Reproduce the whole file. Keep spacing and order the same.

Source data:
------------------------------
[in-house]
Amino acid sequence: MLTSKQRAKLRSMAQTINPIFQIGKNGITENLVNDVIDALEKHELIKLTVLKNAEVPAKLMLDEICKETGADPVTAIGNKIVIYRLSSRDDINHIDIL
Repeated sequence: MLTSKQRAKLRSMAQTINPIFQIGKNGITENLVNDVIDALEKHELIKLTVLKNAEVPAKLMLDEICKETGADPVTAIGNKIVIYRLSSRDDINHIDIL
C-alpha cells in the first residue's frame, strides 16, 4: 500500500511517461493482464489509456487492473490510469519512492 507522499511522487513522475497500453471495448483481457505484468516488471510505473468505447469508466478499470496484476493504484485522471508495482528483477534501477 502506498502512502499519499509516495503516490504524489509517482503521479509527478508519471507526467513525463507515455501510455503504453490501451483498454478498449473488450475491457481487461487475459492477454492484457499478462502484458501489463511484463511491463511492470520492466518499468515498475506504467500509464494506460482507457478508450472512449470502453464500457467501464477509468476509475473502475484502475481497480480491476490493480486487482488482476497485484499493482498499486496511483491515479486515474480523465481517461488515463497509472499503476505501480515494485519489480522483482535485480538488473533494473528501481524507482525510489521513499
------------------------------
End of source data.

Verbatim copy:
[in-house]
Amino acid sequence: MLTSKQRAKLRSMAQTINPIFQIGKNGITENLVNDVIDALEKHELIKLTVLKNAEVPAKLMLDEICKETGADPVTAIGNKIVIYRLSSRDDINHIDIL
Repeated sequence: MLTSKQRAKLRSMAQTINPIFQIGKNGITENLVNDVIDALEKHELIKLTVLKNAEVPAKLMLDEICKETGADPVTAIGNKIVIYRLSSRDDINHIDIL
C-alpha cells in the first residue's frame, strides 16, 4: 500500500511517461493482464489509456487492473490510469519512492 507522499511522487513522475497500453471495448483481457505484468516488471510505473468505447469508466478499470496484476493504484485522471508495482528483477534501477 502506498502512502499519499509516495503516490504524489509517482503521479509527478508519471507526467513525463507515455501510455503504453490501451483498454478498449473488450475491457481487461487475459492477454492484457499478462502484458501489463511484463511491463511492470520492466518499468515498475506504467500509464494506460482507457478508450472512449470502453464500457467501464477509468476509475473502475484502475481497480480491476490493480486487482488482476497485484499493482498499486496511483491515479486515474480523465481517461488515463497509472499503476505501480515494485519489480522483482535485480538488473533494473528501481524507482525510489521513499